But I’m sidestepping the key question: Is it weird? There is a factor that is prodding me to include it, and that is the presence of Rosencrantz and Guildenstern are Dead on the List, which is based on a play that I find greatly entertaining but far more explicable and less “weird” than this. But while Godot is most certainly a challenging play, one which posits any number of unlikely and unexplained premises, and one in which answers are not forthcoming (Beckett argued that the play says everything there is to say), in the final analysis, Godot filmed is still Godot, no more than it was, weird by virtue of its origins rather than anything inherent to the film itself. This Godot is an excellent record of the play, but like a movie of a lobster-and-grape-jelly sandwich, it’s only weird by virtue of what it captures, not what it is. If you’re looking for a Waiting For Godot that does more to take advantage of the unique qualities of the movies, well, you’re going to have to wait.

WHAT THE CRITICS SAY:

“[John Murphy’s] performance is pathetic, heartbreaking, and surrealistically hilarious… Although ‘Waiting for Godot’ is basically a single set piece, Lindsay-Hogg’s camerawork and blocking is so inventive that the theatricality of the work (which bogged down previous televised versions) is carefully reinvented to accommodate the cinematic medium. The result is not a filmed play… but rather a thoroughly cinematic experience. – Phil Hall, Film Threat (contemporaneous)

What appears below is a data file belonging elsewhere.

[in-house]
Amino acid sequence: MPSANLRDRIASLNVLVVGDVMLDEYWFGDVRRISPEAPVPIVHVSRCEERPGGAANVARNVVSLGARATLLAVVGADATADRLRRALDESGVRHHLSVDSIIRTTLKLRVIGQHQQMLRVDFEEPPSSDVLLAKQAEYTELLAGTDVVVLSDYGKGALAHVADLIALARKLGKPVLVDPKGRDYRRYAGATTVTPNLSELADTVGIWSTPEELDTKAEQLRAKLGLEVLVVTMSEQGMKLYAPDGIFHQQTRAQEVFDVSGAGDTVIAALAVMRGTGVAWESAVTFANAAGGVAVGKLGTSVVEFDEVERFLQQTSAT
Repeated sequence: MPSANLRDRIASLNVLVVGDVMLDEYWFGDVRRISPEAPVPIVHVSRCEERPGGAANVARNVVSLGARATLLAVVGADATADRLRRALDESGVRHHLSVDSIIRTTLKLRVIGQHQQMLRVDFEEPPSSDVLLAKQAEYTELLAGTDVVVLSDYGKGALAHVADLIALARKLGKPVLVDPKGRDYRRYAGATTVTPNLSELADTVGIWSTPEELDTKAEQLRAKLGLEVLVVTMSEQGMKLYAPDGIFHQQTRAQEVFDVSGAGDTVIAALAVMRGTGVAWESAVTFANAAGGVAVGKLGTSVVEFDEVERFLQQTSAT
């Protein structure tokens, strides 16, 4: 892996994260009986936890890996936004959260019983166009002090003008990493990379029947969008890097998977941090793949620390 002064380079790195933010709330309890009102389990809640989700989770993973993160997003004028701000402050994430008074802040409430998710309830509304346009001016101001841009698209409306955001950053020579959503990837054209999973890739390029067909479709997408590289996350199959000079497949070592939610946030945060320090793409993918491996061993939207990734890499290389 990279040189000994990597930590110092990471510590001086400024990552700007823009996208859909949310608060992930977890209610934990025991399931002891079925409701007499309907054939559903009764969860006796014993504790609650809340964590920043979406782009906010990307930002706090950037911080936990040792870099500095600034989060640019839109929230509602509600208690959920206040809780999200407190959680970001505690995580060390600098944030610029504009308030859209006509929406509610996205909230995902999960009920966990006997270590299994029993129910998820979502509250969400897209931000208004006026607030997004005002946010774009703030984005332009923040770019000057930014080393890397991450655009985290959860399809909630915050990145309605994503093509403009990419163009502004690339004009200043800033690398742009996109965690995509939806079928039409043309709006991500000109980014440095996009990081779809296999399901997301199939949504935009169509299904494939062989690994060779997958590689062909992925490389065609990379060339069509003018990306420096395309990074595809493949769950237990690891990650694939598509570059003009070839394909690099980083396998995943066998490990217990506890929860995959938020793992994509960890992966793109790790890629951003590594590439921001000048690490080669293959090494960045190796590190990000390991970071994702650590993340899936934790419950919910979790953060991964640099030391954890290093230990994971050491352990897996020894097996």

(This movie, along with the entire “Beckett on Film” cycle, was nominated for review by Caleb Moss. Suggest a weird movie of your own here).

317. MILLENNIUM ACTRESS (2001)

Sennen joyû; AKA Chiyoko: Millennium Actress

“I find memories and dreams belong to the same category of artifacts. In other words, if we want to make a contrast, we have reality on one side, which is opposed by the dream, the memory or even a fantasy… They are on a different ‘layer’ than our reality and can be superimposed on it.”–Satoshi Kon (translated from the French)

Recommended

DIRECTED BY:

FEATURING: Voices of Shôzô Îzuka, Shouko Tsuda, Miyoko Shôji, , Fumiko Orikasa

PLOT: A film producer and a cameraman interview Fujiwara Chiyoko, a famous retired Japanese actress. As she tells the story of her life, they find themselves absorbed into her flashbacks, which seem to mix scenes from movies she acted in with her actual memories. Genya, the interviewer, delivers a key Chiyoko had left behind at the studio, and reveals that he has personal motives for visiting the actress.

Still from Millennium Actress (2001)